Gertrude Bell (l. 1868-1926) was an archaeologist, travel writer, explorer, and political administrator responsible for creating the borders of the countries of the Near East after World War I and, especially, for the foundation of the modern state of Iraq. She is still widely respected though the partitioning has been criticized as an exercise in Orientalism.
Orientalism is a term coined by Professor Edward Said (l. 1935-2003) referring to the Western view of the East as inferior and Eastern peoples as less capable of self-determination than those of the West. This understanding, according to Said, justified Western Imperialism in the East up through the 20th century. Bell’s involvement with the partitioning of the Near East in the 1920’s has been cited as an example of this concept in action as the British did not believe the people of the region capable of self-government.
Although Bell made important contributions to archaeology and a greater understanding of the cultures of Mesopotamia and ancient Persia through her books, including what is still considered the best translation of the Persian poet Hafiz’s work, she is best remembered for the part she played in the Near East partition. Interestingly, she has been criticized more by Western writers than those of the East who generally recognize her efforts to establish a free and independent Arab state in the region. Even today she is remembered as al-Khatun, the lady of the court who advised the king.
Early Life, Education, & First Love
Gertrude Margaret Lowthian Bell was born 14 July 1868 at Country Durham, Washington, England. Her grandfather was the industrialist and politician Sir Isaac Lowthian Bell who established the family fortune, and her father was Sir Hugh Bell (l. 1844-1931), an intellectual and liberal-minded industrialist who mandated fair wages and paid sick days for his workers. Her mother was Maria Shield who died in 1871 after the birth of their second child, Maurice.
After her death, Sir Hugh married Florence Olliffe (l. 1851-1930), the British playwright and author, with whom he would have three more children, Hugh, Florence, and Mary. Bell was close with both her father and stepmother throughout her life, corresponding with them both almost daily.
As a young girl, Bell was described as “high spirited” by her stepmother who noted that when she wasn’t reading or writing she was engaging in various “naughty behaviors” such as climbing steep cliffs or scaling other heights. She seemed quite different from the girls she associated with and so her parents decided to treat her accordingly. Scholar Janet Wallach writes:
No matter how bright they were, girls of Gertrude’s class rarely were sent away to school; instead, they were tutored at home and, at the age of seventeen, were presented at court and introduced to society. Within three seasons of coming out, each was expected to find a husband. But Gertrude had shown an exceptional mind, too keen to be kept at home. Florence and Hugh, progressive thinkers both, took the radical step of sending her to a girls’ school in London. It would calm the energy level of the household and, at the same time, feed Gertrude’s hungry intellect. Queen’s College, a girls’ school on Harley Street, was started in 1848 as a series of Lectures for Ladies. (15)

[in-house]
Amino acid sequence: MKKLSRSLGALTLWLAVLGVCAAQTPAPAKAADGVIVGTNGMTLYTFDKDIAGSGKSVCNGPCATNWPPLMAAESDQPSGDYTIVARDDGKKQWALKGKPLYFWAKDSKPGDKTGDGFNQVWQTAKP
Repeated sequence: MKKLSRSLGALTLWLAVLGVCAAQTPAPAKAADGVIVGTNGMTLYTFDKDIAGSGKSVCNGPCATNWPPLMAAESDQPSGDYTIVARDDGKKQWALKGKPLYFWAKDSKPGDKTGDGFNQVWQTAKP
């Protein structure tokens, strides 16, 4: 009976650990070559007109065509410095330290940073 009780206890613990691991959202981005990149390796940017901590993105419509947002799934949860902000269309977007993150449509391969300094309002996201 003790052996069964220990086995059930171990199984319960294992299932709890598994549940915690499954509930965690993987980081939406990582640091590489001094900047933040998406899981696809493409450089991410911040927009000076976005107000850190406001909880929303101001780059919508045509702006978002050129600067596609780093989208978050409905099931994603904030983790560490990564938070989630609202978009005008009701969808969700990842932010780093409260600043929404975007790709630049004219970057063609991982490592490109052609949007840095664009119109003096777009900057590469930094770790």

Bell was unhappy at first to be sent away but quickly took to life at school and exceled at her studies. She asked her father to be allowed to continue her education at Oxford University, which had only recently allowed for a program including females, and he agreed she should attend. Bell would be the first woman to graduate at Oxford in the history program in 1888 though this was considered an honorary degree, not academic, as she was a female.
She traveled to Bucharest with her uncle, Sir Frank Lascelles, and his family later that year and then to Paris and other points around Europe before leaving England to join Lascelles in Persia (modern-day Iran) in 1892 where he had been given the post of British Minister in Tehran. At this point she studied Arabic and Persian, having already mastered several other languages including French and German.
In Tehran she met Henry Cadogan, one of her uncle’s secretaries, and bonded with him over a love of the poetry of Hafiz. Cadogan seemed her intellectual equal and they spent significant time together before announcing they were engaged. Bell wrote letters home asking for her father’s permission to marry but this was denied. Cadogan came from a poor family and, as Bell herself noted, even though her father would have loved to have been able to agree to the match, he could not afford to support another household when he was already responsible for his own.
Bell returned to London, still hoping to win her parents’ approval of the match, and there received the news that Cadogan had died of pneumonia (not by suicide, as suggested by some writers and the 2015 film Queen of the Desert) in 1893. Bell was heartbroken and left England to travel in Italy and Switzerland where she became an adept Alpine climber, once surviving over 48 hours clinging to a rope on the side of a cliff.
Travel & Archaeology
In 1897, with her younger brother Maurice (with whom she was very close), Bell embarked on a world tour, visiting Mexico, the United States, Japan, China and other points east, returning by way of Egypt, Greece, and Turkey to England. On a trip to Italy with her father in 1898, she met the archaeologist David Hogarth and began an in-depth study of Greek antiquities.
She traveled from Italy to Turkey, through Prague and then Germany before moving to Jerusalem to stay with the Rosens (family friends stationed at the German Consulate there) before moving on to visit ancient sites in Syria, Lebanon (stopping at Baalbek), and Athens while studying Hebrew and improving her Arabic. In 1899 she left Jerusalem for her first solo journey through the desert during which she photographed ancient sites such as Petra, Palmyra, and Baalbek before returning to England.